Ohio, also a winner-take-all state, is Governor John Kasich’s home state. I doubt he has survived this long, but if both of Jeb Bush and Marco Rubio have performed poorly in earlier phases, could Kasich have survived to become the standard-bearer of the increasingly desperate establishment group?
Where will the Democratic contest stand? With only two significant candidates, by this point it should become clear where Clinton and Sanders stand in proportion to one another. If Sanders has been consistently beating Clinton 60/40 for the whole contest so far, Clinton’s unelected delegate head start will be steadily diminishing and the contest will start to seem dramatically close. In any other case, the inevitability of a Clinton win will be everyone’s expectation. That would appear from this perspective – writing in late January – to be a very high threshold for Sanders to reach.
5. Late March into early April
During a three-week quieter period including events on 22 March, 26 March and several other days, various small and medium states get cleaned up. The vague pattern is that several are Mountain states, and there are none in the south or east of the country. Arizona, Utah and Wisconsin are common to both parties. The Democrats also hold their events in Alaska, Hawaii, Washington, Idaho and Wyoming.
By the end of this day 50% of the Democratic convention delegates and 65% of the Republican convention delegates will have been won by candidates.
There are no candidate home states in these weeks, and no reason why any particular day should seem significant. Perhaps a few more Republican withdrawals may occur as the strain of continuing to expend resources over three weeks, for little hope of game-changing events, disheartens the hindmost in the remaining Republican pack.
6. April 19: New York
New York, alone, holds it’s closed primaries on 19 April. Both parties award their delegates proportionally. In the Republican race almost all delegates are awarded in districts, and relatively few on the basis of the statewide vote, so the delegates awarded could well be fragmented among multiple candidates, depending on who remains in the race.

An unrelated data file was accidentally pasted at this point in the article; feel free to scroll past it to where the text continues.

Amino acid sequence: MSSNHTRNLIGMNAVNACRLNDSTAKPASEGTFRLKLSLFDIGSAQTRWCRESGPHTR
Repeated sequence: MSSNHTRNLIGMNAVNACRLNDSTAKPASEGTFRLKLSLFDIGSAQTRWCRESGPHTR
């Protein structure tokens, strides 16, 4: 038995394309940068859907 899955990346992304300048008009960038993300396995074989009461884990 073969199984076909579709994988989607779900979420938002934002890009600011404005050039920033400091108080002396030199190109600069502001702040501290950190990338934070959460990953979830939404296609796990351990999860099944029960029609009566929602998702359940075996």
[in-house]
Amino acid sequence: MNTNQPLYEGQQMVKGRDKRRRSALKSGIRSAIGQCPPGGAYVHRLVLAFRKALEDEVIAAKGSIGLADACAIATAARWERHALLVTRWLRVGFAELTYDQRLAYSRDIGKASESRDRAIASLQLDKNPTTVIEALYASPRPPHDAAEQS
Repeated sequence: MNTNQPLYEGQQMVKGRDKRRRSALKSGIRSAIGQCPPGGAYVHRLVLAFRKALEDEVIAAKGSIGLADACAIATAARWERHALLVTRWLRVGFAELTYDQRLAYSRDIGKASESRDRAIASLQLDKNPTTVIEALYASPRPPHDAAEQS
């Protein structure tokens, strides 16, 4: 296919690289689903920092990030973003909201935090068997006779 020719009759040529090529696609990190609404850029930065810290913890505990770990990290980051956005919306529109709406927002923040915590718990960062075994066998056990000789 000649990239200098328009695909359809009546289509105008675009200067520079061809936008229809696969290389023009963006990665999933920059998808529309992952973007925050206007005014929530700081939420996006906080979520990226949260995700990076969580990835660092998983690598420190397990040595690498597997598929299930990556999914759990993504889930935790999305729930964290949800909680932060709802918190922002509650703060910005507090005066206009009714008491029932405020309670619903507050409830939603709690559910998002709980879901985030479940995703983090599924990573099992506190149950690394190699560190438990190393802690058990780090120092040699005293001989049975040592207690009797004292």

Apart from it’s large haul of delegates – 5.2% of total Democratic convention delegates and 3.3% of the Republicans’ – this contest has special significance if the front runners are Hillary Clinton and Donald Trump on this day: both have long been based in New York. (And by the by, Bernie Sanders grew up in Brooklyn.) The question of which of these two leading candidates working class voters will choose to support will come into sharp focus.
New York hasn’t voted for a Republican in the general election for many years; the question of whether Trump could beat Clinton here in November will animate curious minds.
For both parties this is a closed primary. New voters, and any changes in voter registration regarding party affiliation, must be registered by 25 March.
This means that over the last 4 weeks of campaigning, voters will be locked into choosing either a Republican or a Democratic candidate or – if their affiliation is ‘undeclared’ or for another party – locked out from supporting either. There can be no late voter decisions between Trump and Clinton.
By the end of this day 55% of the Democratic convention delegates and 69% of the Republican convention delegates will have been won by candidates.
7. 26 April: the north-east
A cluster of 5 north-eastern states vote on 26 April: Pennsylvania, Maryland, Delaware, Connecticut and Rhode Island. Pennsylvania is a contestable state in November; the other four are safe Democratic states.
By the end of this day 64% of the Democratic convention delegates and 76% of the Republican convention delegates will have been won by candidates.
Nearly there…but not just yet…
8. late primaries in May and early June
Now follows 5 weeks of relative inactivity; a total of six states, some of them one-party events: Washington and Nebraska (for the Republicans), Kentucky (for the Democrats) and Oregon, Indiana and West Virginia (for both).
The delegate numbers awarded in this period are all middle-sized. By the end of this day 70% of the Democratic convention delegates and 83% of the Republican convention delegates will have been won by candidates.
9. June 7: California and the final states
Finally, the contest ends with a bang on 7 June: Today sees the primary in California, by far the largest state in terms of delegates for both conventions. There are five other final state primaries as well: Montana, North Dakota, South Dakota, New Mexico, and substantially sized New Jersey.
In ordinary terms, California would be considered a massive prize. But it’s traditional position very late in the primary calendar, together with the past habit of awarding state delegates on a winner-take-all basis, has usually meant that the race is wrapped up weeks earlier than now, leaving California’s vote irrelevant.